Dogcharmer: The tug of puppy love

Who’s in charge in a game of tug-of-war?

Griffin loves a good game of tug-of-war. —Courtesy Tom Shelby

Dear Dog Charmer,

We are hoping that you might settle a family dispute. We have a 6-month-old pup who loves to play tug-of-war. Some books advise that tug-of-war is a good game for dogs to play, helping dogs burn energy and gain confidence; this is the side my husband takes. I’ve found that the more our puppy plays tug-of-war, the more she tends to bite. She is very gentle, but uses her teeth more on us, which I find disagreeable, and which causes considerable stress when we have visitors with young children or who are less comfortable with dogs. Any advice?

Curious in Cooperstown

Dear Curious in Coop,

The easiest part of being a dog trainer is training the dog. The hardest part of being a dog trainer is what I call the “leash transfer,” getting the owners to do what I tell them to do to get their dog cooperating. Having had over 800 training appointments a year, I quickly realized that in addition to training the dog and training the owners, a third skill was needed, that being the tactful expertise of a mediator. The first line of the question above is asking me to settle a family dispute. I’ve lost count of all the “how to” quarrels and disagreements I stepped into the middle of when it came to parenting the dog. As for the tug-of-war dispute, you are all correct, or will be with a little bit of training.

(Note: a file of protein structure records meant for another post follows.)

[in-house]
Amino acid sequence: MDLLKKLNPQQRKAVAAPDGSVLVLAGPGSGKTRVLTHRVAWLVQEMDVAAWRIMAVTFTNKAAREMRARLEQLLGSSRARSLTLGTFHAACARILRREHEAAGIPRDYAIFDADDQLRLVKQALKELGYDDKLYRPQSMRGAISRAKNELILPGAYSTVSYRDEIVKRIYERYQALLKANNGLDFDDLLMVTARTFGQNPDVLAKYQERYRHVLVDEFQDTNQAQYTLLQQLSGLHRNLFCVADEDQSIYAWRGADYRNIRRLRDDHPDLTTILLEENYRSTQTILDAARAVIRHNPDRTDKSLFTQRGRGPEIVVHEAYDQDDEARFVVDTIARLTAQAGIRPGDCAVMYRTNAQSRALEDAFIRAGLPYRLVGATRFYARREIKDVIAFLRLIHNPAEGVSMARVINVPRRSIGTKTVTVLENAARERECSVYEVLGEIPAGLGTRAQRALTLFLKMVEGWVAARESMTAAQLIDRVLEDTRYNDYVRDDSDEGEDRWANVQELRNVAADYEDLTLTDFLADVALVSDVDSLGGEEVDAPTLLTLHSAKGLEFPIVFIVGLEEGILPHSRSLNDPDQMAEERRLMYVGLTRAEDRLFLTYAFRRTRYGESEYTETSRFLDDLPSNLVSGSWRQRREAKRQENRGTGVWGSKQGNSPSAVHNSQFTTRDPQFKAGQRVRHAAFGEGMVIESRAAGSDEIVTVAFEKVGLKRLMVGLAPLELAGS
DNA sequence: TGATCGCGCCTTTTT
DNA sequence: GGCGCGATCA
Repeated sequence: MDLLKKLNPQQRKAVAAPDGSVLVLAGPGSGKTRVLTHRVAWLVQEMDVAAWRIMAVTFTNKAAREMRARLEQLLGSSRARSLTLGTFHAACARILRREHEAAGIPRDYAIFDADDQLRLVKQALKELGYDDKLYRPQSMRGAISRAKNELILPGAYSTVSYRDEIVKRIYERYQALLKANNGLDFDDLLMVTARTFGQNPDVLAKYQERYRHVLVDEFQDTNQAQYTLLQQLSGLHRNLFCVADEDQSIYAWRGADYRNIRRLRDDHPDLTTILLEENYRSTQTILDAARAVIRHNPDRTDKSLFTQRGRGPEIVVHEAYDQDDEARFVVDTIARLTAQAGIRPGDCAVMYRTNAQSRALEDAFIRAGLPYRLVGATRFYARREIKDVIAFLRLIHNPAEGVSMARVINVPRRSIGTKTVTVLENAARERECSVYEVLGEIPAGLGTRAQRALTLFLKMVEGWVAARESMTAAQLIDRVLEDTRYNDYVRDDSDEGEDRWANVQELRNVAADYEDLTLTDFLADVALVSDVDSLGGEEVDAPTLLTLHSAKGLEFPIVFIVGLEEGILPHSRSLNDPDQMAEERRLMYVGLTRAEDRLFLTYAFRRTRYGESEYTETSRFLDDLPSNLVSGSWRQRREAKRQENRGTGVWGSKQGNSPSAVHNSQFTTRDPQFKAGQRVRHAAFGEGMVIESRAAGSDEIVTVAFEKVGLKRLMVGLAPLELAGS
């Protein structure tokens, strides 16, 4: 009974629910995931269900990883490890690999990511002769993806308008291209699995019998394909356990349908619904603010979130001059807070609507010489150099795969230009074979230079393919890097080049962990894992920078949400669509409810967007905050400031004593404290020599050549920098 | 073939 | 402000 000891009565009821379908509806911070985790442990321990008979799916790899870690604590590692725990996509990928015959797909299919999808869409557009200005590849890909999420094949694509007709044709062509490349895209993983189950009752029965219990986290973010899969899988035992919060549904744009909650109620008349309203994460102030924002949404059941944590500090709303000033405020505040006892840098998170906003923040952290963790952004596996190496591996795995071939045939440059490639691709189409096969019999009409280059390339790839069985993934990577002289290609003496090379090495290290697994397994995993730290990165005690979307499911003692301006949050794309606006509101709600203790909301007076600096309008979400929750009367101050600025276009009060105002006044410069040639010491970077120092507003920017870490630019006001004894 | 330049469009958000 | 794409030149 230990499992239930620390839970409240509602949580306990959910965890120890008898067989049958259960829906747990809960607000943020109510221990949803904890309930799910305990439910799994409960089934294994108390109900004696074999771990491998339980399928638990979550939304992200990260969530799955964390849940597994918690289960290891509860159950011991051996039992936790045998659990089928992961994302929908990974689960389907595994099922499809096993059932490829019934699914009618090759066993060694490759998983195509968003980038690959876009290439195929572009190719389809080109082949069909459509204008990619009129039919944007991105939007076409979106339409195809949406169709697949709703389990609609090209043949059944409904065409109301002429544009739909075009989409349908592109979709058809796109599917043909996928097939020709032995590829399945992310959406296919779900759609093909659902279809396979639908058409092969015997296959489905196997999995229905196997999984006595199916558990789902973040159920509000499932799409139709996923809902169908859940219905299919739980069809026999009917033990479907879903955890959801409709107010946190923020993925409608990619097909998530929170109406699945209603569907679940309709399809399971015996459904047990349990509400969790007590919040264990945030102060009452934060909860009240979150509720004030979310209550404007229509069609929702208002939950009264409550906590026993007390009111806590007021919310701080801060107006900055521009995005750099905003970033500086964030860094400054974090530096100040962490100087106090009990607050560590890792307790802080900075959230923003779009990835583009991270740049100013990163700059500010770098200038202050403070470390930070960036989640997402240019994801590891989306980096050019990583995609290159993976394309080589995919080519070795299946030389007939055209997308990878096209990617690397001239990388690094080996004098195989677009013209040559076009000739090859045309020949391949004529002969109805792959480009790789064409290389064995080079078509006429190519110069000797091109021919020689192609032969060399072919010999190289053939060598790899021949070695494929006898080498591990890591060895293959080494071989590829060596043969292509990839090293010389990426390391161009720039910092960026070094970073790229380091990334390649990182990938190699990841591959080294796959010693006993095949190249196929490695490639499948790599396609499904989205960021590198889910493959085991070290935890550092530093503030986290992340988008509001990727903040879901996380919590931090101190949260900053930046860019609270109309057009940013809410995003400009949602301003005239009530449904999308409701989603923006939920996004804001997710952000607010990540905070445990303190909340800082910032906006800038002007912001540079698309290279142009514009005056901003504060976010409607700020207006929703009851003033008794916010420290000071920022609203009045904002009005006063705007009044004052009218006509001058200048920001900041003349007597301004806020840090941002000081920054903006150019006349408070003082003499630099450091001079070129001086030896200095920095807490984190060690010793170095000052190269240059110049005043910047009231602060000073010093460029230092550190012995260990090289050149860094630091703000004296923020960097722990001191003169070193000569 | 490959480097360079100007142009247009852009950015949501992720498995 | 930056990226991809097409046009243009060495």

With repetitive consistency, your dog (based on the picture I’ll call her Grif) can easily attain a large vocabulary. Tug-of-war is a great game, as long as you initiate, and control the game. She needs to be taught “Drop it!” (The “Drop It” command can save her life if she picks up gum with xylitol in it). 

Offer her the tug toy saying, “Grif, wanna play tug?” as you hold it out for her to grab. In your other hand is a treat, and after a bit of happy growling tug play, put the treat under her nose as you say “Drop it!” In the great majority of cases the treat will be more attractive than the toy and she’ll immediately drop the toy for the treat. If she’s one of the rare-but-intense tuggers, you may have to ratchet up the treat to a piece of people food. 

As for her putting her teeth on you gently, teeth and flesh are a “No-no!” Have Grif drag 4 feet of a flat leash with the handle cut off (only under supervision and not in a crate). When she mouths you, puts her teeth on your hand, don’t pull your hand away, but rather grab the leash, and with a little pressure on it tell her “No teeth,” and release the leash with a smile and quick thank you praise the split second she takes her teeth off you. 

At 6 months of age, Grif is right in the heart of “punk age,” experimenting with what she can get away with. As she matures and gets more cooperative, cut the drag leash shorter and shorter until it’s unnecessary. But don’t be in too much of a hurry. I remember a Doberman of about 9 months of age that saluted you with total obedience when he dragged the leash, and flipped you the bird when you took it off. 

Good luck and enjoy the tug games.

The Dog Charmer 

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